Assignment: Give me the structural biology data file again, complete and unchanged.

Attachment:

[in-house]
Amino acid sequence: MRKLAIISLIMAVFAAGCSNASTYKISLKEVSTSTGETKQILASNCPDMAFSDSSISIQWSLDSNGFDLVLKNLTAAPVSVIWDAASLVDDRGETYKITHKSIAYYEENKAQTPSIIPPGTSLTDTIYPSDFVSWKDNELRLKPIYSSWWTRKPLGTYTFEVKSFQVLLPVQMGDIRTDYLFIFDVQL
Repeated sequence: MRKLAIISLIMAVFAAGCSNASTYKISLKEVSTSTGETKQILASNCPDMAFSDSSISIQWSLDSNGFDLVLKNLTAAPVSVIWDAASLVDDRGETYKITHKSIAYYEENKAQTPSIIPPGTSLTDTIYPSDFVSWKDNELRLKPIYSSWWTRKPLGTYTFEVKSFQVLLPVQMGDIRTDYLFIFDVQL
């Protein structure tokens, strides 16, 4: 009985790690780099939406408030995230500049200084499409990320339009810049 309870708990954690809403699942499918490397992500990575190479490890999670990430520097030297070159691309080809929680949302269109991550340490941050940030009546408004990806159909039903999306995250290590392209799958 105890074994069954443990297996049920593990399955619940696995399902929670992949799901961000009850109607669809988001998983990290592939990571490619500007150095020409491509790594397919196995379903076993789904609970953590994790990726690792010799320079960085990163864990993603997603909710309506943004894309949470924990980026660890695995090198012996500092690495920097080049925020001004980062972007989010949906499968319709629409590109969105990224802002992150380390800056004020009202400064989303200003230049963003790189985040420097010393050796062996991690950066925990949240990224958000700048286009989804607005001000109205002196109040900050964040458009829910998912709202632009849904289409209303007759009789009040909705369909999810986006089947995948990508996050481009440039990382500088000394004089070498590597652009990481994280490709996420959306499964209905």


[in-house]
Amino acid sequence: MRKLAIISLIMAVFAAGCSNASTYKISLKEVSTSTGETKQILASNCPDMAFSDSSISIQWSLDSNGFDLVLKNLTAAPVSVIWDAASLVDDRGETYKITHKSIAYYEENKAQTPSIIPPGTSLTDTIYPSDFVSWKDNELRLKPIYSSWWTRKPLGTYTFEVKSFQVLLPVQMGDIRTDYLFIFDVQL
Repeated sequence: MRKLAIISLIMAVFAAGCSNASTYKISLKEVSTSTGETKQILASNCPDMAFSDSSISIQWSLDSNGFDLVLKNLTAAPVSVIWDAASLVDDRGETYKITHKSIAYYEENKAQTPSIIPPGTSLTDTIYPSDFVSWKDNELRLKPIYSSWWTRKPLGTYTFEVKSFQVLLPVQMGDIRTDYLFIFDVQL
């Protein structure tokens, strides 16, 4: 009985790690780099939406408030995230500049200084499409990320339009810049 309870708990954690809403699942499918490397992500990575190479490890999670990430520097030297070159691309080809929680949302269109991550340490941050940030009546408004990806159909039903999306995250290590392209799958 105890074994069954443990297996049920593990399955619940696995399902929670992949799901961000009850109607669809988001998983990290592939990571490619500007150095020409491509790594397919196995379903076993789904609970953590994790990726690792010799320079960085990163864990993603997603909710309506943004894309949470924990980026660890695995090198012996500092690495920097080049925020001004980062972007989010949906499968319709629409590109969105990224802002992150380390800056004020009202400064989303200003230049963003790189985040420097010393050796062996991690950066925990949240990224958000700048286009989804607005001000109205002196109040900050964040458009829910998912709202632009849904289409209303007759009789009040909705369909999810986006089947995948990508996050481009440039990382500088000394004089070498590597652009990481994280490709996420959306499964209905």